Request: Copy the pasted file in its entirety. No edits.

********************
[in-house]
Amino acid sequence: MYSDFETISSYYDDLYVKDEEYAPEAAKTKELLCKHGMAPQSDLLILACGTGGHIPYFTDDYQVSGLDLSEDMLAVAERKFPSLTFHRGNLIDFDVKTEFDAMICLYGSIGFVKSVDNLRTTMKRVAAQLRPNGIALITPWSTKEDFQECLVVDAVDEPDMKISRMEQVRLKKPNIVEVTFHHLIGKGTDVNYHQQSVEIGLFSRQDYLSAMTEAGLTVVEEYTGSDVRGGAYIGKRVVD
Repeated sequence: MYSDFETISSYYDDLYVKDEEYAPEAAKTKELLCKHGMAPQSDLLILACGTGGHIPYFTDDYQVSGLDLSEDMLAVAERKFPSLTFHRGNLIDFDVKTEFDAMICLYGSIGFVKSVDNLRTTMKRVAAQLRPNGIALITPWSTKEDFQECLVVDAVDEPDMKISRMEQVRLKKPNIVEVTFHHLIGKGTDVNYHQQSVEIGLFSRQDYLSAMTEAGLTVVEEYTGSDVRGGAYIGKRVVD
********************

[in-house]
Amino acid sequence: MYSDFETISSYYDDLYVKDEEYAPEAAKTKELLCKHGMAPQSDLLILACGTGGHIPYFTDDYQVSGLDLSEDMLAVAERKFPSLTFHRGNLIDFDVKTEFDAMICLYGSIGFVKSVDNLRTTMKRVAAQLRPNGIALITPWSTKEDFQECLVVDAVDEPDMKISRMEQVRLKKPNIVEVTFHHLIGKGTDVNYHQQSVEIGLFSRQDYLSAMTEAGLTVVEEYTGSDVRGGAYIGKRVVD
Repeated sequence: MYSDFETISSYYDDLYVKDEEYAPEAAKTKELLCKHGMAPQSDLLILACGTGGHIPYFTDDYQVSGLDLSEDMLAVAERKFPSLTFHRGNLIDFDVKTEFDAMICLYGSIGFVKSVDNLRTTMKRVAAQLRPNGIALITPWSTKEDFQECLVVDAVDEPDMKISRMEQVRLKKPNIVEVTFHHLIGKGTDVNYHQQSVEIGLFSRQDYLSAMTEAGLTVVEEYTGSDVRGGAYIGKRVVD